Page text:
Obama’s trade plans will fail to produce what he believes in. We might as well have put Friedman in office. Thomas or Milton? Doesn’t matter. Same difference.

    • Smith says:

      For clarity Friedman advocates conservative policies that are an anathema to mainstream (moderate and liberal) economists (Krugman, Bernstein) who don’t ignore 80 years of accepted wisdom (General Theory published 1936 ) Thomas or Milton

      Milton Friedman (July 31, 1912 – November 16, 2006), came to oppose basic Keynesian economics, fiscal stimulus in the face of recession or depression. While his positions on some matters might have appeared moderate by today’s crazy standards, supporting monetary expansion, and thus presumably perhaps quantitative easing, he represents mainstream conservative economics, supporting deregulation, privatization, and a host of other right wing doctrines.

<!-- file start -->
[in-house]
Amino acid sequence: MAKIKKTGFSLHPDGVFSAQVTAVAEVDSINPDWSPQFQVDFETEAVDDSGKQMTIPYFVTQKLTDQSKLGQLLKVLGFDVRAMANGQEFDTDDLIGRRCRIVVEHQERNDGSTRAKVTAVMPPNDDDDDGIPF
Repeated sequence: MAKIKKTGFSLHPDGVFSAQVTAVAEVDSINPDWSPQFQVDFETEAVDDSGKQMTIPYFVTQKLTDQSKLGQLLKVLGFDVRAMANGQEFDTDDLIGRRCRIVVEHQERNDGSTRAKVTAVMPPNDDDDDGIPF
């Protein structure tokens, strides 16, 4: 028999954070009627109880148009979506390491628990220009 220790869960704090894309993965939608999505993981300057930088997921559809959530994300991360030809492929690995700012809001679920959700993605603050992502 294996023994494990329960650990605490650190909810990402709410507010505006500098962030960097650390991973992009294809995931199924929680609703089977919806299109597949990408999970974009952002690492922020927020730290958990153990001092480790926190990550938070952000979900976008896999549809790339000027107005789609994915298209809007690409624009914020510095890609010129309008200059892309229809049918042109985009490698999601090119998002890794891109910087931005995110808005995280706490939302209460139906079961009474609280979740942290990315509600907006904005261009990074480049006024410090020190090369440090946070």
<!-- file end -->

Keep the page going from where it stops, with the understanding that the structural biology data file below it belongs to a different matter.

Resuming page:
Times columnist Thomas Friedman supported Simpson Bowles and is one of the few voices still advocating cuts to Social Security and Medicare, the latest argument made being the most ludicrous, means test them turning them into welfare programs.

      Supporting Simpson Bowles

      My Choice for President? None of the Above
      By THOMAS L. FRIEDMAN Published: June 17, 2015
      “And we should be pairing that with phased-in entitlement trims and means-testing to Social Security and Medicare to make sure that these safety nets, as well as discretionary spending on education and research, will be there for the next generation.”